When I bring my SLR, it goes into a heavy duty rubber dry bag. While still far less than is recommended, a proper SLR dry "case" is impossibly bulky. So far I've never ruined a camera, but I did drop a lens cap overboard one time. When I bring the SLR, its dry bag ends up on top of everything else in my pack. When I bring the GoPro, it remains attached to the kayak during portages.
Finally we're left with nothing but words of wisdom... or stupidity. You decide!
While dry bags within dry hatches might seem like overkill, I've flooded my hatches a time or two (rock damage puncturing the hull). It can be the difference between soaked or destroyed gear, or no harm no foul. It's worth the extra few grams.
Be Consistent: I pack my gear the same way on every single trip. I might add or remove things as needed, but I have a system and I stick to it.
Have a Checklist: Before every camping trip I sit down with my gear, and a checklist, and check off every single thing as I'm packing it. There is nothing suckier than pulling up to your first campsite of a trip, hours from the car, to realize you forgot something vital. I'm going to post my current checklist somewhere on this website, once I find it.
Review, and re-review your Gear: When you get home from a camping trip, go over everything you took with you. Did you use it? Did you need to use it? Would you have been okay without it? Did you bring far more food than you actually needed? My early camping trips suffered from "just one more thing" syndrome. I might not need it but it barely weighs anything, so let's take it. I probably don't need this but you never know. Multiply that by 10 or 20 fringe items, and you have 5 or 10 extra kilos in your pack. Keep tabs on what you need, what you'd like to bring when you can manage it, and what turns out not to be necessary, and get everything out of your pack that doesn't need to be there. The exceptions to this advice are of course anything involving safety. On most of my trips the most I pull out my emergency kit is a bandaid or two, but that doesn't mean I'm going to leave it at home as unnecessary.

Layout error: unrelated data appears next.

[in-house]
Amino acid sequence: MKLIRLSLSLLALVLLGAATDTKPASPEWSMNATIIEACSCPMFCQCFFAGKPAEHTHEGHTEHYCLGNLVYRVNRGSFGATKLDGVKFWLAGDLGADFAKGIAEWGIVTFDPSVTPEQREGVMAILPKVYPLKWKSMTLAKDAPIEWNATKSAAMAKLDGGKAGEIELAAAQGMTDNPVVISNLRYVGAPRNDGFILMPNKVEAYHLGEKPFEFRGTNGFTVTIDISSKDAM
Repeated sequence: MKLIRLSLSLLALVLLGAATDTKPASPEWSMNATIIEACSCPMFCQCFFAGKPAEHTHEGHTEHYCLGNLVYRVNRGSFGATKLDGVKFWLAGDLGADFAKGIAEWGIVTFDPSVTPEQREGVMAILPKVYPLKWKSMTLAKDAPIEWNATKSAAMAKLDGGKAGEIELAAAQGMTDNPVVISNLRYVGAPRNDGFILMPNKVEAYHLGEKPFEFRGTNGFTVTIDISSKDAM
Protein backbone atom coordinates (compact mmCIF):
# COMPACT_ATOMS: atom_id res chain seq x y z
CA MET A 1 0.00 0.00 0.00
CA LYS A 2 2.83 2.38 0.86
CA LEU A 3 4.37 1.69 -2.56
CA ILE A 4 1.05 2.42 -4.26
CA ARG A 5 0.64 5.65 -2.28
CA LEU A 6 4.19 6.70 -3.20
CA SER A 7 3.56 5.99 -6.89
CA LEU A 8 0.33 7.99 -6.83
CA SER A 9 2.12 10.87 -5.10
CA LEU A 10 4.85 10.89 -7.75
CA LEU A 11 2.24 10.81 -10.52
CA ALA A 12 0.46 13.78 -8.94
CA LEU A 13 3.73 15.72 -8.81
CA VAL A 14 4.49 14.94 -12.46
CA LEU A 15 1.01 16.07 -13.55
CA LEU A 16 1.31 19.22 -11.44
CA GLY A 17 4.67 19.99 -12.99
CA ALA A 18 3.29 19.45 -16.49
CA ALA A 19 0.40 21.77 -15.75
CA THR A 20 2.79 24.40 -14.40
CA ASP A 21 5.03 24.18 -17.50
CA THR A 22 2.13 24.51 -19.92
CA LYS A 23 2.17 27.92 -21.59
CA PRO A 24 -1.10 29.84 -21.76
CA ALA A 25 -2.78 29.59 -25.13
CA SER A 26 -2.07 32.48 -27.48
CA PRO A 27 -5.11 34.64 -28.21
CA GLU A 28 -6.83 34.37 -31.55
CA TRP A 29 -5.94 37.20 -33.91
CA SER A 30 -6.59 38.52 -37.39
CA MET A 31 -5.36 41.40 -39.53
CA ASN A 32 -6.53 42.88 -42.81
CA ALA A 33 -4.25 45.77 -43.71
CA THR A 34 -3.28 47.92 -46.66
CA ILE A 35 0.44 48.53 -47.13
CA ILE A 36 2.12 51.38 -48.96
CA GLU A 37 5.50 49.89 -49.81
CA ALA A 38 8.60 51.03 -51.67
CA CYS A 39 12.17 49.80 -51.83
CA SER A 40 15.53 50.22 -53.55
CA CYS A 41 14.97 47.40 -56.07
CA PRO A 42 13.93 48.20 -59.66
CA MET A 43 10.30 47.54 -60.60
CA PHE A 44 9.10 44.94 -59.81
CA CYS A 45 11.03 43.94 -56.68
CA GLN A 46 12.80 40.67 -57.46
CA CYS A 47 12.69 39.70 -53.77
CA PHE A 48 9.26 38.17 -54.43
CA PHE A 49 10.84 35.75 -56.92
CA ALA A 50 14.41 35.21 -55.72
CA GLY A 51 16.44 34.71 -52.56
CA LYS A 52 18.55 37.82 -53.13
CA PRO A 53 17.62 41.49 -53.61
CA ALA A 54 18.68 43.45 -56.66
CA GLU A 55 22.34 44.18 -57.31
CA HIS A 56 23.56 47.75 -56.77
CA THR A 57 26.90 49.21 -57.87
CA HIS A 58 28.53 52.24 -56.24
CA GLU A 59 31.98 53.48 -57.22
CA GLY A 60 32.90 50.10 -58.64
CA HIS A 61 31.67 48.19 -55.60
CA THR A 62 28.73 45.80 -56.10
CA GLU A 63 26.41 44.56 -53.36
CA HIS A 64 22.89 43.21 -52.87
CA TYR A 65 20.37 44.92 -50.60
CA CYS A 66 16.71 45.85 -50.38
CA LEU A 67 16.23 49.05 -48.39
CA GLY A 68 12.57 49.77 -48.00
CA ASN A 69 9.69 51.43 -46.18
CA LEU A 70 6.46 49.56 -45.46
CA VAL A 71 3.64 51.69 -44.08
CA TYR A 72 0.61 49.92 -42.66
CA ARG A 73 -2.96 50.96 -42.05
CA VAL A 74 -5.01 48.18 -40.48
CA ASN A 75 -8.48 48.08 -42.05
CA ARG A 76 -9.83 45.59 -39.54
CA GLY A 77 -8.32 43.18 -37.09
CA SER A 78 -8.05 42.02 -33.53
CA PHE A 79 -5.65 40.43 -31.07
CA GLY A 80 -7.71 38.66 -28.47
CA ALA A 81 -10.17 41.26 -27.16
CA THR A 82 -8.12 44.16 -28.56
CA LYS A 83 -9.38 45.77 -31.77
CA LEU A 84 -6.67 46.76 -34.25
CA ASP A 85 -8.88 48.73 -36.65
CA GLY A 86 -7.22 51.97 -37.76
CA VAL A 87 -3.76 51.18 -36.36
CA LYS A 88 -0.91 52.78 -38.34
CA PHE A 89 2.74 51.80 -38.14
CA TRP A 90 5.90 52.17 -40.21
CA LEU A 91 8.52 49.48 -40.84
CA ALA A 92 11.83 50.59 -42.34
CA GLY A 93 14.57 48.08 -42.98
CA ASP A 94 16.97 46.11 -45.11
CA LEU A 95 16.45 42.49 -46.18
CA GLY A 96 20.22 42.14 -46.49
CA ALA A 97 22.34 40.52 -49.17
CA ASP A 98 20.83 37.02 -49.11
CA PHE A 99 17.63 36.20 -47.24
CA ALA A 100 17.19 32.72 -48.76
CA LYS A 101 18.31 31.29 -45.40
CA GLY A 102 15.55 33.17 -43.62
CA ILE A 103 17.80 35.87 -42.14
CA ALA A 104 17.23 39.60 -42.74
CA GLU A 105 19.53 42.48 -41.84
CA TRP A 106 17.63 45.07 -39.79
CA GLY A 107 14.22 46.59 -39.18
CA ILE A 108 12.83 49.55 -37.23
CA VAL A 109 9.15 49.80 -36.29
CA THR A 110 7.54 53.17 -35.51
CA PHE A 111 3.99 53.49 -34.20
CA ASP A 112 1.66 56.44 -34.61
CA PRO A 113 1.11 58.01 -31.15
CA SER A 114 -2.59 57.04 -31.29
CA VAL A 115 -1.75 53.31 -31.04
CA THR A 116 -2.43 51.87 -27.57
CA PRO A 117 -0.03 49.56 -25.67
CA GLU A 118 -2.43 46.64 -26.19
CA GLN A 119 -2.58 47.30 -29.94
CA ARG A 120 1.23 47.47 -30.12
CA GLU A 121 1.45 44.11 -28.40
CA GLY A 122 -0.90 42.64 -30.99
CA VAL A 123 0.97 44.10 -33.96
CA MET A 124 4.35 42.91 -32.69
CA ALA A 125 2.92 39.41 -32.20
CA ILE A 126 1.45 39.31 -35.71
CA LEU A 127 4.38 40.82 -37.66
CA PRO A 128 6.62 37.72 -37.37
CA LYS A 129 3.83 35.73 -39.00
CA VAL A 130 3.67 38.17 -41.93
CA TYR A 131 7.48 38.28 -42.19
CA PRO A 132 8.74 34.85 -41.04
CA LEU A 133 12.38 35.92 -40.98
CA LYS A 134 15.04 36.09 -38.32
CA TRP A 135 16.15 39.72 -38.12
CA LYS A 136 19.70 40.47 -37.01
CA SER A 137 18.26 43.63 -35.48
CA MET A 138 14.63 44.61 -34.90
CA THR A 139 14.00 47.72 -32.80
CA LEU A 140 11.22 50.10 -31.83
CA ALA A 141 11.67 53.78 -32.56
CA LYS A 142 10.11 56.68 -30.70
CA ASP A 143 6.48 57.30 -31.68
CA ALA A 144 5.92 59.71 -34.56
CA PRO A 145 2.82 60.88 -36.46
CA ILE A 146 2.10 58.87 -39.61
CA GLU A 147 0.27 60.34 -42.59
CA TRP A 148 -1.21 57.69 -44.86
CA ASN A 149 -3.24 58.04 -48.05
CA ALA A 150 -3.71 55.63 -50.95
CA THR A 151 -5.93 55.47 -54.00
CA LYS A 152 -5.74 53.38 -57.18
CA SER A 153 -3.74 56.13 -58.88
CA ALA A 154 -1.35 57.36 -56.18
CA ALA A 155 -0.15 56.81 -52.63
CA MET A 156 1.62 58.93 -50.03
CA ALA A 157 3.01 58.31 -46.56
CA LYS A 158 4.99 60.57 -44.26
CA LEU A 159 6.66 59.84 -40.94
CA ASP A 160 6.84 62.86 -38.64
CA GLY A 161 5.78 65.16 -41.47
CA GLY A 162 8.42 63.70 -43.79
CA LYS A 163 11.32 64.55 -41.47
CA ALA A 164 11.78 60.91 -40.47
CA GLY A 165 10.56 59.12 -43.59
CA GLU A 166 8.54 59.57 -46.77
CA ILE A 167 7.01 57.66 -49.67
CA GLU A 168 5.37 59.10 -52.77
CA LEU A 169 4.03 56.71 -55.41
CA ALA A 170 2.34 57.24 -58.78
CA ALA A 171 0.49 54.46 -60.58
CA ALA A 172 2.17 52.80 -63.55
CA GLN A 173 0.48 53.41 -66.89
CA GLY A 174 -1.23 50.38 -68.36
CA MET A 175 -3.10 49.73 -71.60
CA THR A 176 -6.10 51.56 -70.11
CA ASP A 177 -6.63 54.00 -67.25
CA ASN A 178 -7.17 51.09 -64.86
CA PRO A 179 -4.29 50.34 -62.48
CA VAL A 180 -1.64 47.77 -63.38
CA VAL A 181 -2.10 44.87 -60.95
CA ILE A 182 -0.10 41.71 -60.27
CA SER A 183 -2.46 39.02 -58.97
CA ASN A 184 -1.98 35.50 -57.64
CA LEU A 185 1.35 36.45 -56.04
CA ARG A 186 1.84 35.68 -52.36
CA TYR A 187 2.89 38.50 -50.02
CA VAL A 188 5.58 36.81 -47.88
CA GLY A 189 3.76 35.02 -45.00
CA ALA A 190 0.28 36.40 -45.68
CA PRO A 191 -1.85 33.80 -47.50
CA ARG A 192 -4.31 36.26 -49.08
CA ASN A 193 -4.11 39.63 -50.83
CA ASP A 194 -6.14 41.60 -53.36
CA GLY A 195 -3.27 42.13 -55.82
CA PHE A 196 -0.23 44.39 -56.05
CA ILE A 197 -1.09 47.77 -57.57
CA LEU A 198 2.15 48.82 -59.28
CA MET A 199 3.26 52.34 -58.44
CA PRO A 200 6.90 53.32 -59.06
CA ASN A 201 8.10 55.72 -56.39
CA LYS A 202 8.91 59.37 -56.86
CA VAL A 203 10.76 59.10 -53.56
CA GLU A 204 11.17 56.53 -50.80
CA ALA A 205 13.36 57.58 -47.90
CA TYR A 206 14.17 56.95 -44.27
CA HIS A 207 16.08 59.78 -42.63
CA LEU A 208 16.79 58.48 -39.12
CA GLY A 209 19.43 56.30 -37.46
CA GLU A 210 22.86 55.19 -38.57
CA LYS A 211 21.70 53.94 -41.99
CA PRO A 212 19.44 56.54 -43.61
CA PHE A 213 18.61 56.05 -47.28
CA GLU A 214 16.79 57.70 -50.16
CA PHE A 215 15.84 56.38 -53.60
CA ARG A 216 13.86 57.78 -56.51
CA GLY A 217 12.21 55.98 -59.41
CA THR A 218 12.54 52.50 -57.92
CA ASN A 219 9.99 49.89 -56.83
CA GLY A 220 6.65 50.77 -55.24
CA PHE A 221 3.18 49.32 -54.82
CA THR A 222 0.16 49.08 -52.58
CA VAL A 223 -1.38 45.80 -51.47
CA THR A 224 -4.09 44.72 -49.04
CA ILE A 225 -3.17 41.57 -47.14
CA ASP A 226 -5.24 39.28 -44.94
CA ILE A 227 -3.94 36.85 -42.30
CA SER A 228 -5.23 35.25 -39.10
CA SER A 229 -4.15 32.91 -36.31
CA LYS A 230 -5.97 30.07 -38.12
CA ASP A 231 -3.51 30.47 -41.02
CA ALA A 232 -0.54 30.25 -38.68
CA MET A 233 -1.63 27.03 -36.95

Build or Buy a Kayak Yoke: It seems strange that I'm posting this as a single line-item on an entire page of gear, as in a way it's the main reason I created this website. Portaging a kayak by carrying it on one shoulder is brutal, and you're going to hate it. I have a whole section of this website devoted to the kayak yoke I've been improving for 8 years now: read it, and then build one for yourself. If you need more advice on how to build one, contact me.